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I actually wrote this for a philosophy board, but decided that it was interesting enough that I should cross-post it here. :)

On either the 1st or 3rd of July in 1947, the little town of Rosewell, New Mexico, became famous. Something crashed outside of a farm and the United States Air Force initially claimed to have recovered a UFO. Claims also started to circulate of alien bodies having been recovered. Several days later, an abrupt reverse in direction happened: they denied that any bodies were ever recovered, and claimed the object was a weather baloon. Then in 1997 the Air Force released The Roswell Report: Case Closed, in which it claimed that the bodies recovered were manequins from Project Mogul.

A friend and I started discussing UFOlogy one day, and this case came up. I pointed out that I'd looked at the Air Force's official story, and well, there were problems with it. The one that I mentioned in specific as a big one was simple: the crash happened in 1947, while Project Mogul, the alleged source of the bodies, didn't start until 1953. Then he looked shocked when after asking my source I relied, "That would be the mainstream media, Dave. The Washington Post picked up on it."

There's a point to this story, which is that there's something signifigant going on not only in how we form, but also in how we justify beliefs. The fact that I can remember the mainstream media picking up - and reporting on - a few problems with the report that Dave has a reason. And I suspect it has to do with an "interest" in beliefs.

I've always had an interest in UFOlogy and conspirology. Let's face it: it's a fun field. Anyone who doesn't think reading about the Illuminati, Majestic-12, or how the Council on Foreign Relations and Trilateral Commission are the secret government isn't fun just hasn't found the right material. But on the whole, the cover-up of Roswell is accepted at face value: perhaps the explanation that we added the aliens after the fact holds. Or perhaps there were bodies recovered, as some of the living witnesses to the event claim.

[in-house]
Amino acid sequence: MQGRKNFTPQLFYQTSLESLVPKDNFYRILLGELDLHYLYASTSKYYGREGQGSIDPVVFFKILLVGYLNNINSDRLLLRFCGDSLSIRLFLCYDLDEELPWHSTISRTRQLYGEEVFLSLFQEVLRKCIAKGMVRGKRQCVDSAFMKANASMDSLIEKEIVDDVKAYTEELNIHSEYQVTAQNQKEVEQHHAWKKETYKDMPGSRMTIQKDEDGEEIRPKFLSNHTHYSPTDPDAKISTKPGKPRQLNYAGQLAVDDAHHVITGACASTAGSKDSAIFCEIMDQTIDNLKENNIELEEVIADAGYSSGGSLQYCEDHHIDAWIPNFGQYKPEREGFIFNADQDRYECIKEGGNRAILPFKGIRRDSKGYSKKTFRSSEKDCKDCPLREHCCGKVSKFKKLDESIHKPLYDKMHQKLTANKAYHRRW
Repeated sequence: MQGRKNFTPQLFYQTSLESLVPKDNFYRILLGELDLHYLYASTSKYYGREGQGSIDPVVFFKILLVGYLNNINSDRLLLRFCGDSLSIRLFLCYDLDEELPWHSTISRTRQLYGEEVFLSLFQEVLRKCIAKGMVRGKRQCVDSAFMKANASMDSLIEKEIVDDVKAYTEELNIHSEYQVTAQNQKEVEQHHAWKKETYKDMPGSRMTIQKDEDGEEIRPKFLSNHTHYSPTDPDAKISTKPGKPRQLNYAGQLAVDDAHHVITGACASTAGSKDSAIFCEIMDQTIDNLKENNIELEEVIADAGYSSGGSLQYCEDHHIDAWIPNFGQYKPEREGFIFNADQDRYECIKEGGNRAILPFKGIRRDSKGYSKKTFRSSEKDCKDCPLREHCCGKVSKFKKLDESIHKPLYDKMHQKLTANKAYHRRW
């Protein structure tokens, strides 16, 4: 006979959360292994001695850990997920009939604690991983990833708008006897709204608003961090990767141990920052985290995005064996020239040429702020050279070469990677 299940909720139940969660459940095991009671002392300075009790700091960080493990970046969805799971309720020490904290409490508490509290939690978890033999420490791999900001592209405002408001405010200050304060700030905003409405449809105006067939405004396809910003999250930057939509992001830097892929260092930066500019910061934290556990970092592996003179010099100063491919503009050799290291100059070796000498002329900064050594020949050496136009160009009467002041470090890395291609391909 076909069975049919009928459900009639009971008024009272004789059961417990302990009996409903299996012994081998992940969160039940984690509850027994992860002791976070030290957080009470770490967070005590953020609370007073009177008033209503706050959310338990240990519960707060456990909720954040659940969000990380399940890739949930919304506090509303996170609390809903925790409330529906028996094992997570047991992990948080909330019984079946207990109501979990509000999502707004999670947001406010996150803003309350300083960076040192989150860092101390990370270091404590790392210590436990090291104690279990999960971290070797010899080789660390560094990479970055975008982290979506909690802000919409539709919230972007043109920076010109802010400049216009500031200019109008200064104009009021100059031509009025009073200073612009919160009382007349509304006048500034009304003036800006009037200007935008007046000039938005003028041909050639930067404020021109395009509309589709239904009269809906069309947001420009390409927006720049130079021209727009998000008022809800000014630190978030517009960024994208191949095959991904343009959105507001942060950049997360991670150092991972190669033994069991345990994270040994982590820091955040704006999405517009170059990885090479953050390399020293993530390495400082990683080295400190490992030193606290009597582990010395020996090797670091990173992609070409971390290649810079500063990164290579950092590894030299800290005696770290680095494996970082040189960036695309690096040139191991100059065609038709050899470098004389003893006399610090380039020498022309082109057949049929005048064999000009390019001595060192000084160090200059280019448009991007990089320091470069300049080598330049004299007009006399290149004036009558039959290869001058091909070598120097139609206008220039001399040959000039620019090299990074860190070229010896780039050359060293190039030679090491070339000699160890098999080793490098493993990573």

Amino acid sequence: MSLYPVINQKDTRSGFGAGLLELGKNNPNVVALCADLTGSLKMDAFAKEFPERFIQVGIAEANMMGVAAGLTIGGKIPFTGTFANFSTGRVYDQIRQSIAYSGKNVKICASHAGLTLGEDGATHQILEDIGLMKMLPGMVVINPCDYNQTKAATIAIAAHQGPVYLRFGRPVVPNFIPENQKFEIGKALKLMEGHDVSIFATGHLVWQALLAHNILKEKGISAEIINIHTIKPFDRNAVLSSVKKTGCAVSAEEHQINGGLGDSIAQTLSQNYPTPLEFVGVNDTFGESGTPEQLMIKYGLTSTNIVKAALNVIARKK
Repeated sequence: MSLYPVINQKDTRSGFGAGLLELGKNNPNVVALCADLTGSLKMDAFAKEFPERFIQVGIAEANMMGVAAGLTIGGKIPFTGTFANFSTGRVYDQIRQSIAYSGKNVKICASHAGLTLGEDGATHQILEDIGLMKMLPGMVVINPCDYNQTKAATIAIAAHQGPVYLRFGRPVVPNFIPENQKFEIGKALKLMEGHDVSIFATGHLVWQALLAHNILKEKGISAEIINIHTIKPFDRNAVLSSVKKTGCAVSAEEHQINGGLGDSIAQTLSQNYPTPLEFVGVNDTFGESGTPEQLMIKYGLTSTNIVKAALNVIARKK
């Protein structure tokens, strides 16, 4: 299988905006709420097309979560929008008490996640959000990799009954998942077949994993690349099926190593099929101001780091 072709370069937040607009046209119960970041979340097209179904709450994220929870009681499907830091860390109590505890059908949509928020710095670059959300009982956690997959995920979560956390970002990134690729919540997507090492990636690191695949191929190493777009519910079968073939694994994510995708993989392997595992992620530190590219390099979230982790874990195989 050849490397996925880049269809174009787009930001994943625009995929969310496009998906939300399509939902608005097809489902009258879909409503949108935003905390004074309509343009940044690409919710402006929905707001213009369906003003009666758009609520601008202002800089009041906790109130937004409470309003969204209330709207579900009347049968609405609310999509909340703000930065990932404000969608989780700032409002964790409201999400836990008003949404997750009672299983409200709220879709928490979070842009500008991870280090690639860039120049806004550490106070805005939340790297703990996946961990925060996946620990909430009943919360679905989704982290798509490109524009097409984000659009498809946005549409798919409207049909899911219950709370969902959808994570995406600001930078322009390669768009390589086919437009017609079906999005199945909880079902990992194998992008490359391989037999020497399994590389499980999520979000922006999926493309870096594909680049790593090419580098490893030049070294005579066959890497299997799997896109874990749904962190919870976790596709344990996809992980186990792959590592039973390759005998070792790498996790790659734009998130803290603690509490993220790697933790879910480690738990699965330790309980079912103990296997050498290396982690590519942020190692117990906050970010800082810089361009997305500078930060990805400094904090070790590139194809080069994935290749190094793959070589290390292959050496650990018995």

I'm not trying to start a dispute on the Roswell case, though I will say that something crashed, and something is being covered up, but not necessarily extra-terrestrials. What's more interesting about this - and conspiracies in general - is our reaction to them.

Most people don't have an interest in abandoning the Air Force's story in favour of the conspirologist tale of events. They do have an interest in keeping to the Air Force's story: your first reaction was probably to think, "Does he really believe this?" with a large degree of disbelief that anyone could be so silly. Social ostracism and popular opinion is a powerfull force. So the problems with Roswell Report: Case Closed are conveniently supressed by all but those who enjoy reading about such things, and the true nutjobs who believe every tall tale they come across.